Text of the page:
The Meaning Of DLC


CDProjekt’s announcement of what is essentially a season pass for The Witcher 3 has sparked feelings of betrayal from some customers who didn’t pay attention to what it’s been saying. More importantly though, it re-opens a debate about what the idea of additional content means for video games these days.

First, let’s establish that anyone who sees hypocrisy in CDP’s announcement that it’s charging for two pieces of what is technically DLC for Witcher 3 after announcing 16 pieces of free DLC needs to take a closer look at the company’s past statements. People have already pretty widely posted clips of a recent story where CDP said it would charge for “larger expansions,” but the company actually first said this way back in 2011 right after Witcher 2 came out. This differentiation between “DLC” and “expansions” has always been its policy. CDP is doing exactly what it said it would do.

In both of those stories, the people from CDP also seem to state an intent of reclaiming the meaning of additional content in video games. “First and foremost, I think the world ‘DLC’ has been extremely devalued,” someone from CDP told Polygon last year. “DLC” today means bits and pieces of a game like a single weapon, character, or maybe a whole side quest because of how console game publishers have sold them.

Back in 2011 CDP said, “The implication is that if we’re going to go ahead and charge for something, it’ll be significant content akin to the expansion packs of yesteryear.” Back in the day PC developers would release $20-$30 expansion packs that basically amounted to entire new story campaigns on top of the original game’s engine. A big part of the difference between then and now probably has to do with the speed at which console developers and publishers move.

Usually big PC franchises wait several years between full sequels as opposed to console franchises that put out a sequel every three or two years, or even annually in some cases. Yet they still want the revenue and player retention additional content provides, so  the publishers speed up the cycle to wring more money from consumers. CDP can do what it’s doing because there probably won’t be a “Witcher 4” for a while, if ever. Another factor is how the distinction between DLC and expansion packs came along partly because of the difference between delivery mediums. The old expansion packs mostly existed in a pre-digital world, whereas DLC is by nature digital. True expansion packs in the digital age seem to be in the minority.

In the aforementioned stories CDP pins the differentiation on the size of the content, but a lot of publishers just seem to always use “DLC,” even for very large pieces of content. Technically, expansions in the modern sense are just really big pieces of DLC. Dishonored’s two story-based add-ons, which Bethesda calls DLC, together comprise almost as much content as the base game. Grand Theft Auto IV: Episodes From Liberty City is a significant expansion. Maybe CDP just needs to inject the word “DLC” with the value that used to be associated with expansion packs, but one developer alone probably can’t do that. In any case, Witcher 3’s “expansion pass” supposedly contains around 30 hours of content for $25, and the October and early 2016 release dates suggests this is not cut content.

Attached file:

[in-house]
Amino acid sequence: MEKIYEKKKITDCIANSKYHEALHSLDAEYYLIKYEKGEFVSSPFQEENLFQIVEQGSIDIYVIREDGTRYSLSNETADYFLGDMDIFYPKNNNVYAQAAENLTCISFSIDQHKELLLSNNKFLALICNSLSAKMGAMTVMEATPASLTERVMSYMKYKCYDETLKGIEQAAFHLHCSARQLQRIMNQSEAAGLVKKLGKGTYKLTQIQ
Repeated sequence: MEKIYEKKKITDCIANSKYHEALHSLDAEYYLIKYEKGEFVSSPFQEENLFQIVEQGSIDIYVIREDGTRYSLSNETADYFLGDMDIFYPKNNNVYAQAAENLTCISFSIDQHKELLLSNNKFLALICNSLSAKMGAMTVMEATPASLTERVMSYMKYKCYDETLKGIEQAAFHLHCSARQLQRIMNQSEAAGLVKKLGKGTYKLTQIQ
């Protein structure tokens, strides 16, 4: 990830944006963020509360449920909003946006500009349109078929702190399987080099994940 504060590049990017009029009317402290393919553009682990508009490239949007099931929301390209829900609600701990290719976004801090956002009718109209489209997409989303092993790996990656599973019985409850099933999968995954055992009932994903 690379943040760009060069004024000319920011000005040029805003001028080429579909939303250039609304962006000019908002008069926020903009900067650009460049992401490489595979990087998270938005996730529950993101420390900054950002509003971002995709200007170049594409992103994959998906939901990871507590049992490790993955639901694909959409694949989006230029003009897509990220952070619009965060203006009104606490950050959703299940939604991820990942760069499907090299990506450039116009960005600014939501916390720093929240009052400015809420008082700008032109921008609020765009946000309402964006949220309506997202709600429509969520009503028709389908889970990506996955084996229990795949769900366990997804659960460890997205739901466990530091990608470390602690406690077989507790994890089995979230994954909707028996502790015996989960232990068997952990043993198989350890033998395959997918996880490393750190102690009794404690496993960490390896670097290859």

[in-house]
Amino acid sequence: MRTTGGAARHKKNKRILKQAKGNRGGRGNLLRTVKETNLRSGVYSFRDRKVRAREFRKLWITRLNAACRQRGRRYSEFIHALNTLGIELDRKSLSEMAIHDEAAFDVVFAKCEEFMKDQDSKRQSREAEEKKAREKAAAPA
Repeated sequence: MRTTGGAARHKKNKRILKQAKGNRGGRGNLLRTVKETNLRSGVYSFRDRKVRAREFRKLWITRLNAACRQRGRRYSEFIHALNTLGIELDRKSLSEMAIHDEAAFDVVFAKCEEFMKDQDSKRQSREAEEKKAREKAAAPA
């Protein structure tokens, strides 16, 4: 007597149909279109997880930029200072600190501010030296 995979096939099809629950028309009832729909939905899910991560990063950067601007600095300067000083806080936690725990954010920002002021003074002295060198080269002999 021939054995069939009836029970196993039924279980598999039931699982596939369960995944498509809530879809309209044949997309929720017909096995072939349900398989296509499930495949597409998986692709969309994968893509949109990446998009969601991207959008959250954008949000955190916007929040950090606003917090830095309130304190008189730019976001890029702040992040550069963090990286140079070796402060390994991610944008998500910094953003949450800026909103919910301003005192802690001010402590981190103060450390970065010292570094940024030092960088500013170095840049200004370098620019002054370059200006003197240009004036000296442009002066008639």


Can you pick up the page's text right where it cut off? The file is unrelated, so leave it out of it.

As for what CDP actually is calling “DLC” — the 16 pieces of additional content that will roll out following Witcher 3’s release, it’s basically following the same strategy as other publishers, but in a more consumer-friendly way. We get day-one DLC, or DLC released shortly after a game’s launch for two big reasons: 1) People are still working on the game during the several weeks it takes to manufacture and ship the discs. 2) Microsoft supposedly suggested publishers release DLC in the first 30 days after launch to keep people from trading games in so quickly. CDP is doing it for the same reasons, it just isn’t charging for that initial DLC.

One thing I guess you could take issue with is CDP’s timing. Announcing the pass before Witcher 3’s launch is the trend a lot of people don’t like. On the flip side, some have praised From Software and MachineGames for waiting months to announce the Dark Souls II and Wolfenstein season passes respectively. We’ll see how that works out sales-wise, because sales are why most developers announce these passes so soon. The amount of players interested in a game virtually always drops off in the weeks after launch, and they want to sell the pass to as big a player base as possible.

If you actually find all this a legitimate reason to not buy games like Witcher 3, I don’t know what to tell you. Do you not like seeing additional content for games at all? Or have you just been so jaded by the system that you automatically assume all additional content was ripped from the base game? I guess that’s the fault of publishers then, but at the very least don’t put that on CDP, one of the few developers actually trying to change things.


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